I always thought that this would be a really hard birthday and this dismal year made me dread its arrival. But turning 34 has actually helped me realize life’s potential. I started a vision board. It’s something that I’ve heard about for years and always thought was an interesting idea, but never took the time to do. I’ve filled a large cork board with pictures of all the treasures I want life to bring: a list of all the places I want to visit (the Pacific Northwest, Canada, Maine and Vermont when the leaves are changing, England, Ireland, France, Italy, Greece, Spain, Prague, etc…), the names of the kids I’d like to have (I have a girl’s name and a boy’s name all picked out, thankfully Ryan likes them too), a majestic Friesian horse, the farm house we will all live in, a book I will write someday, and a training program for a 5K I will run. This is just a start. There are plenty of other things that I’ll add to the list along the way, but I wanted to get the big ones down there first so that I could see them. That can be the hardest part of being stuck in a tunnel and not being able to see the end. The constant darkness robs your mind of the memory of the beautiful things life can offer. So you need to find a way to switch on a flashlight until you can get back into the sun.

Making this list was just like making the recipe spreadsheet I did for the blog. They are both a list of experiences that I am going to have and now that they’re down on paper I can put a check mark next to each one. Everyday I thank myself for going back to that booth at the antique show and spending the $15 on this recipe box (did I ever tell you that I almost passed it up and didn’t buy it?!). Each of these recipes has a story to tell and each one makes me realize that I do too.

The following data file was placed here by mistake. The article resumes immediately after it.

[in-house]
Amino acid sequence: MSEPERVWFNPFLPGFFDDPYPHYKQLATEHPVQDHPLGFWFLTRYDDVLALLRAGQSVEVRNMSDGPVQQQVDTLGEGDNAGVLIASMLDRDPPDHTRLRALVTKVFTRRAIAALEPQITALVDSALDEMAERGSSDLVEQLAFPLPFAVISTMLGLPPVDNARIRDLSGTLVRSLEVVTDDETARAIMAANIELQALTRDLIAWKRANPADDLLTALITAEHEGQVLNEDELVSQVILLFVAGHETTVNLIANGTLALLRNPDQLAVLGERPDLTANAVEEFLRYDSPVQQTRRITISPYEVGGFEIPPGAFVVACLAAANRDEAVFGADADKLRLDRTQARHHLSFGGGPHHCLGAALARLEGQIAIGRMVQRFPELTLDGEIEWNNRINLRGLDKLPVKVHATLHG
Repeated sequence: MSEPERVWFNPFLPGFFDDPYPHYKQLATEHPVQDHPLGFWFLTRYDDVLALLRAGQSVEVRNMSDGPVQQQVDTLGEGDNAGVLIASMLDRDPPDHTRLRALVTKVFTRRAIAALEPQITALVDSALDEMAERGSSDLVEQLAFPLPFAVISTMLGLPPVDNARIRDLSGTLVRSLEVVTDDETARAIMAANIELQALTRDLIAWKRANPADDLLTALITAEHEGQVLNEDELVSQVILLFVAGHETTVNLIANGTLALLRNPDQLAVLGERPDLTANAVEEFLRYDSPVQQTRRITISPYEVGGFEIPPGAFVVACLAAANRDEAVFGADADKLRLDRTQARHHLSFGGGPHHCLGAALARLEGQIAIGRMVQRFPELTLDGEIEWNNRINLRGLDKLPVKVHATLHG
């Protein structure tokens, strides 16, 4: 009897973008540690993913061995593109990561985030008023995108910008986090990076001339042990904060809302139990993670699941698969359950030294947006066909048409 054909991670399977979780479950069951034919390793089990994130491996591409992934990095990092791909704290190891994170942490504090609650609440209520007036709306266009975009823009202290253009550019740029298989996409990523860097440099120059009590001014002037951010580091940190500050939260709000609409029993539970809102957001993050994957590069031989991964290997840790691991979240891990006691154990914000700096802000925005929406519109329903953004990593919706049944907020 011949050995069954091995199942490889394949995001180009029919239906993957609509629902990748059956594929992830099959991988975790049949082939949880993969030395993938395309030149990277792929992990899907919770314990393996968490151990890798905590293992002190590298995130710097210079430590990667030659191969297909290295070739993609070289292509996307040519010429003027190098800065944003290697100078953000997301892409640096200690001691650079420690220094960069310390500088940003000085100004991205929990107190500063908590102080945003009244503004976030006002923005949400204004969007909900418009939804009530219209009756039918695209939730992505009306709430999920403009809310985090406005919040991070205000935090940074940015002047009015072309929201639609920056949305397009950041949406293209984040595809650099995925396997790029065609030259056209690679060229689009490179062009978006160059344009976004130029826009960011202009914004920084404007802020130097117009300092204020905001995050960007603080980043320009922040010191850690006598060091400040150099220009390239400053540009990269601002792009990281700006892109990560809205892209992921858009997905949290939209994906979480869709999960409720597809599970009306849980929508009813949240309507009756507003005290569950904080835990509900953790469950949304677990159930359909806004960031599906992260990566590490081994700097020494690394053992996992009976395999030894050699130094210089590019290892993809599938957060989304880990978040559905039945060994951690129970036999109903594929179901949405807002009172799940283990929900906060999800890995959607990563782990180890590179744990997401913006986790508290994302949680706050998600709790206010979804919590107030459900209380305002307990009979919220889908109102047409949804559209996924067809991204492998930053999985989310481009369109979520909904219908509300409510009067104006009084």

I have felt very connected to this box in many ways, it contains several recipes that hold special meaning to me (my grandmother’s Swedish pancake recipe, for example). And it didn’t let me down for this momentous birthday. I chose the Chocolate Roll for my cake. Growing up, my mom let us choose our birthday cake and she would make it especially for us. Almost every year, I chose a chocolate roll cake. My poor mom went through the painstaking process of making the cake and trying to roll it up without breaking it. I never understood just how tricky it was…until now. 

The recipe is fairly simple, other than guessing at the temperature and baking time, which isn’t listed on the card (I found 350 degrees and about 15-20 minutes to work). It doesn’t get difficult until the assembly of the cake. Once it has been removed from the shallow baking pan, it needs to be filled with whipped cream and then rolled. Easy enough right? It would be if the cake didn’t break apart in the process. I found that if you put the cake on a clean kitchen towel that has been dusted with powdered sugar and use that to assist while rolling it can be a relatively smooth process. Miraculously, I got it to work on the first try. I was prepared to make several cakes, just in case, but I bought all those extra eggs for nothing. I was shocked! I immediately took a picture on my phone and sent it to my mom. It looked just like the ones she used to make and it also had the special touches she adds: broken up pieces of peppermint candies in the whipped cream and a hot fudge sauce on top (I used the same one I made for the Fudge Cake).